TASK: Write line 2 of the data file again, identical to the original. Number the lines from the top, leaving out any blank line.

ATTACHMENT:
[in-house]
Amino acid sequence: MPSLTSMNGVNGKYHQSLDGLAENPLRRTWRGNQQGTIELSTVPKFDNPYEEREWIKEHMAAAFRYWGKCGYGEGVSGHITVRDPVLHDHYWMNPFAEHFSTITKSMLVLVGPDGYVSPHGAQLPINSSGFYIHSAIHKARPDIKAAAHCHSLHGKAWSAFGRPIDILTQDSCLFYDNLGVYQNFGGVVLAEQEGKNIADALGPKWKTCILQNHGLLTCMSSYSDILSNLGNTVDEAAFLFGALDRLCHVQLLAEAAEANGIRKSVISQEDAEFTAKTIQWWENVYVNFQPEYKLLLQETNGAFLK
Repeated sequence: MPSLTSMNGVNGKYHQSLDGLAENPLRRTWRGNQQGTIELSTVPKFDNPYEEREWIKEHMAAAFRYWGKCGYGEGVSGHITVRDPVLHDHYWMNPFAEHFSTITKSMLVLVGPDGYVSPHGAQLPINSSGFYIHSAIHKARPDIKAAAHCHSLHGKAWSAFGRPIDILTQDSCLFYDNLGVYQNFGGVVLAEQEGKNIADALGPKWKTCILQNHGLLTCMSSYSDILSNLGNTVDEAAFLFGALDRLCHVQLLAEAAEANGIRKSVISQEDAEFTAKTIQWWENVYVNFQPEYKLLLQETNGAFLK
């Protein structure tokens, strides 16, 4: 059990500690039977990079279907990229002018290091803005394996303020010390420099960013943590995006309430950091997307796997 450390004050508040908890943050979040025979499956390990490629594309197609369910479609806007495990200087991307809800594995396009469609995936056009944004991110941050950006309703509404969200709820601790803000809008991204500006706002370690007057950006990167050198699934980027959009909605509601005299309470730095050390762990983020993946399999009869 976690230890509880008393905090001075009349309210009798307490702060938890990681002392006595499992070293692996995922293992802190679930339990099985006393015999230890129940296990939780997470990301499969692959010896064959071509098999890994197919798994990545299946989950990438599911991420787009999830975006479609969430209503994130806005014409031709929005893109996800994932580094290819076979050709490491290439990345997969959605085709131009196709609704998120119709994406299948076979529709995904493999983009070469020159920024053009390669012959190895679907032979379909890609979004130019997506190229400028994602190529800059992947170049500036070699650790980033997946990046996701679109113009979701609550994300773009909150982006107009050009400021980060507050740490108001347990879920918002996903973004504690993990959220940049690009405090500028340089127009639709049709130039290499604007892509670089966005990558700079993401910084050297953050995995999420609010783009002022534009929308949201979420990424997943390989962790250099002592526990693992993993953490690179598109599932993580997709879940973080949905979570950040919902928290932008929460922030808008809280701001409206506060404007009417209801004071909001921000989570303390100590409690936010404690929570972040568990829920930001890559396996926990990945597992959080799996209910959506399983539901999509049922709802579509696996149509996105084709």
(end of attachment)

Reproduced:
Amino acid sequence: MPSLTSMNGVNGKYHQSLDGLAENPLRRTWRGNQQGTIELSTVPKFDNPYEEREWIKEHMAAAFRYWGKCGYGEGVSGHITVRDPVLHDHYWMNPFAEHFSTITKSMLVLVGPDGYVSPHGAQLPINSSGFYIHSAIHKARPDIKAAAHCHSLHGKAWSAFGRPIDILTQDSCLFYDNLGVYQNFGGVVLAEQEGKNIADALGPKWKTCILQNHGLLTCMSSYSDILSNLGNTVDEAAFLFGALDRLCHVQLLAEAAEANGIRKSVISQEDAEFTAKTIQWWENVYVNFQPEYKLLLQETNGAFLK